The Project Gutenberg eBook of Hildebrand; or, The Days of Queen Elizabeth, An Historic Romance, Vol. 1 of 3

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Title: Hildebrand; or, The Days of Queen Elizabeth, An Historic Romance, Vol. 1 of 3

Author: Anonymous

Release date: January 14, 2015 [eBook #47972]

Language: English

Credits: Produced by David Edwards and the Online Distributed
Proofreading Team at (This file was
produced from images generously made available by The
Internet Archive)




Preparing for Publication, in 3 vols. 8vo.,




&c. &c.

“Within the Temple hall we were too loud,
The garden here is more convenient.”







Frugal and wise, a Walsingham is thine;
A Drake, who made thee mistress of the sea,
And bore thy name in thunder round the world.
Then flamed thy spirit high; but who can speak
The numerous worthies of the maiden reign?
In Raleigh mark their every glory mix’d;
Raleigh, the scourge of Spain!










&c. &c.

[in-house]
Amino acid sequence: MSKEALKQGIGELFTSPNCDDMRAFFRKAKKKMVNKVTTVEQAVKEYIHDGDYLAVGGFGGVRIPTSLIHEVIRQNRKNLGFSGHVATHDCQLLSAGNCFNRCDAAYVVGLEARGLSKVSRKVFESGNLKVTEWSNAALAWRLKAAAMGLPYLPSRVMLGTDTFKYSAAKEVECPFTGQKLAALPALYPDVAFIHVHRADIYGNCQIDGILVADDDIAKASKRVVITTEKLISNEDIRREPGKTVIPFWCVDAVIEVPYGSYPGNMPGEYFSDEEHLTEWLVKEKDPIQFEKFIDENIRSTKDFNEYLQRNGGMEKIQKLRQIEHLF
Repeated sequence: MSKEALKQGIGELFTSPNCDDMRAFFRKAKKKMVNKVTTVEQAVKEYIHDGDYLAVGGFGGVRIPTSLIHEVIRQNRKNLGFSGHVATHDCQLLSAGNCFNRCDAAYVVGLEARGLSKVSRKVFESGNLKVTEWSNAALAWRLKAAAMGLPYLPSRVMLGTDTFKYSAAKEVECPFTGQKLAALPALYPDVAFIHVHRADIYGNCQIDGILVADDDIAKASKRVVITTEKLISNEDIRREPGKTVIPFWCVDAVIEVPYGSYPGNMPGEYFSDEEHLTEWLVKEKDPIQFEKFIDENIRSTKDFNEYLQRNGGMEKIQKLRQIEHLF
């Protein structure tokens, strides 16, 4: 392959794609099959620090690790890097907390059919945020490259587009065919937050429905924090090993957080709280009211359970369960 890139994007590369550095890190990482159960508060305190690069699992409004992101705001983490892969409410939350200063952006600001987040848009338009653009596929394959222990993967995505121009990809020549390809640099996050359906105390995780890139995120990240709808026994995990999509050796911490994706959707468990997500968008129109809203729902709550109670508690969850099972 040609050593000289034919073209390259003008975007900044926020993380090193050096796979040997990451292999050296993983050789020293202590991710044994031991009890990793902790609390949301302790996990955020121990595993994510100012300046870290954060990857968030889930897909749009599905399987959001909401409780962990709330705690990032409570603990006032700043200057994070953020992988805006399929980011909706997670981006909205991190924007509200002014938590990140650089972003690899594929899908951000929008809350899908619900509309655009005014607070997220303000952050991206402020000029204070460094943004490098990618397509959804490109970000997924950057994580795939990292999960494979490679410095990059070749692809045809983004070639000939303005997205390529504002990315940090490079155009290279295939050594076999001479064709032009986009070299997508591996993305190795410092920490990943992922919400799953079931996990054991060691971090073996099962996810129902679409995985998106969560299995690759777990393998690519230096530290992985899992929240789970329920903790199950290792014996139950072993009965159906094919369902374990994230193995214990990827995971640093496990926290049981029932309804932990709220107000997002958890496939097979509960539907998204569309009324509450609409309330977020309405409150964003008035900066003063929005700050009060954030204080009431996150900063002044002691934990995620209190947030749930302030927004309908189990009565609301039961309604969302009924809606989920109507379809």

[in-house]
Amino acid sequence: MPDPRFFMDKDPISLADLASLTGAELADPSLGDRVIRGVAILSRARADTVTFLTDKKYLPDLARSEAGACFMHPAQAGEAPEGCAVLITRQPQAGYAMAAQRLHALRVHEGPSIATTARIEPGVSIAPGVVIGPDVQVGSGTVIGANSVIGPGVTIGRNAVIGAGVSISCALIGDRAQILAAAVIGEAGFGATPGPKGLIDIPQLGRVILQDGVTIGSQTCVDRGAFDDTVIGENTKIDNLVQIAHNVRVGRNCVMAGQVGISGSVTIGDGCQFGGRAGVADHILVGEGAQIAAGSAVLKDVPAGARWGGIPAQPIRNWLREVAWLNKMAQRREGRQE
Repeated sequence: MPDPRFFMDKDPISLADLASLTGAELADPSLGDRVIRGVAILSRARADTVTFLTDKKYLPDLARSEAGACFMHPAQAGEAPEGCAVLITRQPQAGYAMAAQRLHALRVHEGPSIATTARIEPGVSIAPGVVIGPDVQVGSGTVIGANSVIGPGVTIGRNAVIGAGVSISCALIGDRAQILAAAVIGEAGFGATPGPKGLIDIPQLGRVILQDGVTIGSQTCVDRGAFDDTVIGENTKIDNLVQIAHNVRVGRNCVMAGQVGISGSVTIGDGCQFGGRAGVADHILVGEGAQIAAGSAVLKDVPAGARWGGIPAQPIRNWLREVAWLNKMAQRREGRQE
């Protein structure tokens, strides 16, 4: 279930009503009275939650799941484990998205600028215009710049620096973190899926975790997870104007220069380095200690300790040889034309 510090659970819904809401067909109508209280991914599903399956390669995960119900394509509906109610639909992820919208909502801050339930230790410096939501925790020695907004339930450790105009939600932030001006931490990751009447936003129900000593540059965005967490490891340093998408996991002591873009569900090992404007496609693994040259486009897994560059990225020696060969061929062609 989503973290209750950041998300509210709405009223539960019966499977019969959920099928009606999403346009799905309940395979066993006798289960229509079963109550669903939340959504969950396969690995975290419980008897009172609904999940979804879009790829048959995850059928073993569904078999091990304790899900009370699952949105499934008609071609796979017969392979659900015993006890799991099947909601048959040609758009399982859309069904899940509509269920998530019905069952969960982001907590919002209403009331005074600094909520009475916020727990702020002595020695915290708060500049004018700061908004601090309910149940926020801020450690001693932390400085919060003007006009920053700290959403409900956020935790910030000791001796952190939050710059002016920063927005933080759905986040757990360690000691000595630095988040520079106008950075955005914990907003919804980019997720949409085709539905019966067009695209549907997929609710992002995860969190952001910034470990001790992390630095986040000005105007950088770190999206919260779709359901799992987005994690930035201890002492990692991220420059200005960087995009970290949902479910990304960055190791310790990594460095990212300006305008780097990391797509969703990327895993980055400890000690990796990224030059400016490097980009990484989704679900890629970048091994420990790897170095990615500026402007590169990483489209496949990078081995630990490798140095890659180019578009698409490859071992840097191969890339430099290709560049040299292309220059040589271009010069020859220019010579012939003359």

The last rays of a July sun were extending themselves over the western sky, and that sweetest period of a summer’s day—the cool evening—had just opened, when a horseman made his appearance on the high-road between Exeter and London, in the midland section of Devonshire. He looked a young man; and his years were not so many even, as one would, at first sight, have inferred from his looks. Care and travel, and probably privation, had given a stamp of experience to his features, and an air of reflection to his face, that savoured more of a man of[2] thirty, than one of four or five and twenty years, which was more likely his age. Yet, to judge from his appearance, he was not one of those who would let the cares of life press upon him heavily, or of a constitution that, from any imperfectness or defect, would suffer greatly under the infliction of privation or hardship. His countenance was almost an oval, and sorted well with his light-brown beard and moustache, which, though they were no way scanty, he wore thin and pointed. His complexion was of that red and white which, in men, is so peculiarly English, and would have been fair to effeminacy, only that it bore evidence of having been exposed, no very long time previous, to a more glowing sun than that of England, which had given it a more manly tone, and rendered its beauty more lively and animated. His blue eyes were not large, but they were finely coloured and penetrating, and harmonized well with his fair forehead, which,[3] though not lofty, was unruffled and expansive. His other features were turned with accuracy, and the tone of each was such as, in most instances, marks a sanguine temperament and a generous disposition. Nevertheless, the ensemble of his face was not without a touch of melancholy, though it was probably more the indication and effect of a pensive turn of mind, nursed by vicissitude, or kept in constant exercise by his daily avocations, than the vestige of any past sorrow or present care. Indeed, in the life and animation of every feature, this small trace of gloom beneath the eyes, though it was ever present, was almost lost; and there was no point in his face but manifested, in a greater or a less degree, the spirit of frankness, buoyancy, and good-nature.